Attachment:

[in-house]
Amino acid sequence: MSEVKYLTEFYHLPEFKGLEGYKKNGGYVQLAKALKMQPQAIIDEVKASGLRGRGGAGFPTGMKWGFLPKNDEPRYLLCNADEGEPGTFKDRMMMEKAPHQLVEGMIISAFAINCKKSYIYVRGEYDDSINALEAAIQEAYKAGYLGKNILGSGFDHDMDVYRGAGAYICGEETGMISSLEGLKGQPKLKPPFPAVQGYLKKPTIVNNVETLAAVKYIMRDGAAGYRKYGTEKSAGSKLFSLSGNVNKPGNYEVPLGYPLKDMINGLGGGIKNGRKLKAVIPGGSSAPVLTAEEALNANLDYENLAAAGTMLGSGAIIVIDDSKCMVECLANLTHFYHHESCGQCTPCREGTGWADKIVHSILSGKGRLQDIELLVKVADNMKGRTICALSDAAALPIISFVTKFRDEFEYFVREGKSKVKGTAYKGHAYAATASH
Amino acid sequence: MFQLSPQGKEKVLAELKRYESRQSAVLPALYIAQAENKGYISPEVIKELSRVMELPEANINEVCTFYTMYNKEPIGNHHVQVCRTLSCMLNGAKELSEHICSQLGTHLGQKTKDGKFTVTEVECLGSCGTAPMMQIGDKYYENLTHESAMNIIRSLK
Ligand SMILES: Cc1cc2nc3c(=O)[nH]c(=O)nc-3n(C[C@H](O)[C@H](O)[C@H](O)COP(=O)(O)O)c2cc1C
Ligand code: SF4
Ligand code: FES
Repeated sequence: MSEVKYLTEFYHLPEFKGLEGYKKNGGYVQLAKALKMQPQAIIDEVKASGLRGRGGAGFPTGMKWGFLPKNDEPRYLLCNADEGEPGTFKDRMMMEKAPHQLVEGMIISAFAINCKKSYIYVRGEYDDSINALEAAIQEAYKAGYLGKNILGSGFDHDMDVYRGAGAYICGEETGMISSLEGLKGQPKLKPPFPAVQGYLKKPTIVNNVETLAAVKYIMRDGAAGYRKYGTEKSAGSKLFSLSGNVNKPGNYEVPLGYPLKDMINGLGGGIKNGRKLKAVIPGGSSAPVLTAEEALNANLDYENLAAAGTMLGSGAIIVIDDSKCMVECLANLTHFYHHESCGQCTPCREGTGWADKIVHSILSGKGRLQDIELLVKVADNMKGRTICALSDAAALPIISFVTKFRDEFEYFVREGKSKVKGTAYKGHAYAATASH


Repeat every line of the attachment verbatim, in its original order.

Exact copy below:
[in-house]
Amino acid sequence: MSEVKYLTEFYHLPEFKGLEGYKKNGGYVQLAKALKMQPQAIIDEVKASGLRGRGGAGFPTGMKWGFLPKNDEPRYLLCNADEGEPGTFKDRMMMEKAPHQLVEGMIISAFAINCKKSYIYVRGEYDDSINALEAAIQEAYKAGYLGKNILGSGFDHDMDVYRGAGAYICGEETGMISSLEGLKGQPKLKPPFPAVQGYLKKPTIVNNVETLAAVKYIMRDGAAGYRKYGTEKSAGSKLFSLSGNVNKPGNYEVPLGYPLKDMINGLGGGIKNGRKLKAVIPGGSSAPVLTAEEALNANLDYENLAAAGTMLGSGAIIVIDDSKCMVECLANLTHFYHHESCGQCTPCREGTGWADKIVHSILSGKGRLQDIELLVKVADNMKGRTICALSDAAALPIISFVTKFRDEFEYFVREGKSKVKGTAYKGHAYAATASH
Amino acid sequence: MFQLSPQGKEKVLAELKRYESRQSAVLPALYIAQAENKGYISPEVIKELSRVMELPEANINEVCTFYTMYNKEPIGNHHVQVCRTLSCMLNGAKELSEHICSQLGTHLGQKTKDGKFTVTEVECLGSCGTAPMMQIGDKYYENLTHESAMNIIRSLK
Ligand SMILES: Cc1cc2nc3c(=O)[nH]c(=O)nc-3n(C[C@H](O)[C@H](O)[C@H](O)COP(=O)(O)O)c2cc1C
Ligand code: SF4
Ligand code: FES
Repeated sequence: MSEVKYLTEFYHLPEFKGLEGYKKNGGYVQLAKALKMQPQAIIDEVKASGLRGRGGAGFPTGMKWGFLPKNDEPRYLLCNADEGEPGTFKDRMMMEKAPHQLVEGMIISAFAINCKKSYIYVRGEYDDSINALEAAIQEAYKAGYLGKNILGSGFDHDMDVYRGAGAYICGEETGMISSLEGLKGQPKLKPPFPAVQGYLKKPTIVNNVETLAAVKYIMRDGAAGYRKYGTEKSAGSKLFSLSGNVNKPGNYEVPLGYPLKDMINGLGGGIKNGRKLKAVIPGGSSAPVLTAEEALNANLDYENLAAAGTMLGSGAIIVIDDSKCMVECLANLTHFYHHESCGQCTPCREGTGWADKIVHSILSGKGRLQDIELLVKVADNMKGRTICALSDAAALPIISFVTKFRDEFEYFVREGKSKVKGTAYKGHAYAATASH